Moscow farewell to agent Kroger

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The Independent Online
THE SOVIET spy Helen Kroger, who passed British naval secrets to the KGB in the 1950s, has died in Moscow at the age of 79.

Russian intelligence officials yesterday confirmed that she died at the end of December and said she was buried in the Novokuntsevskoye cemetery in a simple funeral ceremony attended by her husband and partner-in-espionage, Peter, who is 82.

The Krogers, Jewish-Americans whose real names were Morris and Lona Cohen, were originally involved in the Rosenberg spy ring which was responsible for stealing atomic bomb secrets from the United States in the early 1950s. The ring-leaders, Julius and Ethel Rosenberg, were executed in the electric chair in 1953 but the Krogers managed to escape to Britain, where they set up home in the London suburb of Ruislip and opened an antiquarian bookshop.

They continued to work for the KGB, now taking their orders from Konon Molody, a Russian who used the alias Gordon Lonsdale. Posing as a Canadian, he had come to Britain ostensibly to study Chinese at London University's School of Oriental and African Studies but had plenty of time for spying because he was already fluent in the language.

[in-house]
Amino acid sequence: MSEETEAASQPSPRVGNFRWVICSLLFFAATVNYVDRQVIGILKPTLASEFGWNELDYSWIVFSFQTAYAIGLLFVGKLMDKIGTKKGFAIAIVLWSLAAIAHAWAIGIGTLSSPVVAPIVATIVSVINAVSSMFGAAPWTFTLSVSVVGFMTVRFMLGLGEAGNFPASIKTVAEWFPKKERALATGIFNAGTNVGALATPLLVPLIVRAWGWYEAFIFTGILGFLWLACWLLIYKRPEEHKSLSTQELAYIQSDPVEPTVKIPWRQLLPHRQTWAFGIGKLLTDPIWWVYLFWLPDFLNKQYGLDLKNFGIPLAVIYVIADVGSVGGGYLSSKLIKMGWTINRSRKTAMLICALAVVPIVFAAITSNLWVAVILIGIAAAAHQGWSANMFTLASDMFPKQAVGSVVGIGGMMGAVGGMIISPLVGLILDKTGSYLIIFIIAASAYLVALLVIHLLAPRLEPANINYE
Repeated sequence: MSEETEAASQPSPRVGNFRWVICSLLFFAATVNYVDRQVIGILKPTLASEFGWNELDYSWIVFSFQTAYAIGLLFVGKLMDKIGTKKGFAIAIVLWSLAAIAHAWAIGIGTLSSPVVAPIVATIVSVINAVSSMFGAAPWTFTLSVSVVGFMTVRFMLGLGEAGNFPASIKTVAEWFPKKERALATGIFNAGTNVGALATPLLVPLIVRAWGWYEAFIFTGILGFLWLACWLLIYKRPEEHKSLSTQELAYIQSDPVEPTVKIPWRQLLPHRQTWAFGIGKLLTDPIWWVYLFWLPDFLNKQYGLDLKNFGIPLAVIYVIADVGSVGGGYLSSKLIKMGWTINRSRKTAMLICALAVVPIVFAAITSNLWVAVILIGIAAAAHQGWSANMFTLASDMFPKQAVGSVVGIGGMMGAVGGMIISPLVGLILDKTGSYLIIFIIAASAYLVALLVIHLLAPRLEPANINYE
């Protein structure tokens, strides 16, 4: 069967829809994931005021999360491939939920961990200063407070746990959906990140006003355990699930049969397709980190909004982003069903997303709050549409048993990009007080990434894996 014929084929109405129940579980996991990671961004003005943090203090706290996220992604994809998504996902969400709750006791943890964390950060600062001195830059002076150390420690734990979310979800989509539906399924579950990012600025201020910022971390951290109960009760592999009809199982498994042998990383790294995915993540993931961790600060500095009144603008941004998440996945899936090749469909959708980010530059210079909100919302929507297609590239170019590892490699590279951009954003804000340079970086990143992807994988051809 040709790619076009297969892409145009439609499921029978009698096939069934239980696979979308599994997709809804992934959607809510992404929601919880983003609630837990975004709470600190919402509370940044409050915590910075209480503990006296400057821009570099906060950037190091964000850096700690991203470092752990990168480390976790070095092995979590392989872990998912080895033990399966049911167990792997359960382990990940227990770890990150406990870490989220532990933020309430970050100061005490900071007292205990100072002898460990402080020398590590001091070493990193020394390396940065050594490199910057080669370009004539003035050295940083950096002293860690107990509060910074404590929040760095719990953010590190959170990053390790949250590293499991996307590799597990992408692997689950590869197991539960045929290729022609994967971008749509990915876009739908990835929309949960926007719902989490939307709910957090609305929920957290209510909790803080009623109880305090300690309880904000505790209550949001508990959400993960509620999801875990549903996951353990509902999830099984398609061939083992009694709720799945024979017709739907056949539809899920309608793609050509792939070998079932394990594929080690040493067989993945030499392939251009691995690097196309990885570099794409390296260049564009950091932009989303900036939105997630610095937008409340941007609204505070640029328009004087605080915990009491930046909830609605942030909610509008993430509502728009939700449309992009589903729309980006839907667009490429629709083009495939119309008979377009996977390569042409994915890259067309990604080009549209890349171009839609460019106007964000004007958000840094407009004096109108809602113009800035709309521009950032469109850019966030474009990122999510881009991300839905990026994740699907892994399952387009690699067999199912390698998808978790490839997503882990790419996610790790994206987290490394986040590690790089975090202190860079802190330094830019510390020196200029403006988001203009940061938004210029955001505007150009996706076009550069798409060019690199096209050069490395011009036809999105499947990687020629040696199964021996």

In his book KGB - The Inside Story, the Soviet defector Oleg Gordievsky says Molody shared the KGB's sexist and anti-Semitic attitudes, which meant women and Jews were rarely promoted to top operational jobs, but the spy chief was happy to use the Krogers as a channel for secrets being leaked by two agents, Harry Houghton and Ethel Gee, inside the Underwater Weapons Establishment at Portland in Dorset.

Molody's ring was smashed in 1961. When the Special Branch entered the Krogers' house, they found radio transmitters, cash and forged passports hidden in a cavity under the kitchen floor. Molody was sentenced to 25 years in prison, the Krogers to 20, and Houghton and Gee to 15 each.

Molody was freed almost immediately in a spy exchange and returned to Russia, where he died after a bout of heavy drinking at a picnic in 1970. The Krogers had to wait until 1969 to be swapped for a businessman, Gerald Brooke, held on spying charges in Moscow.

Obituary, page 27

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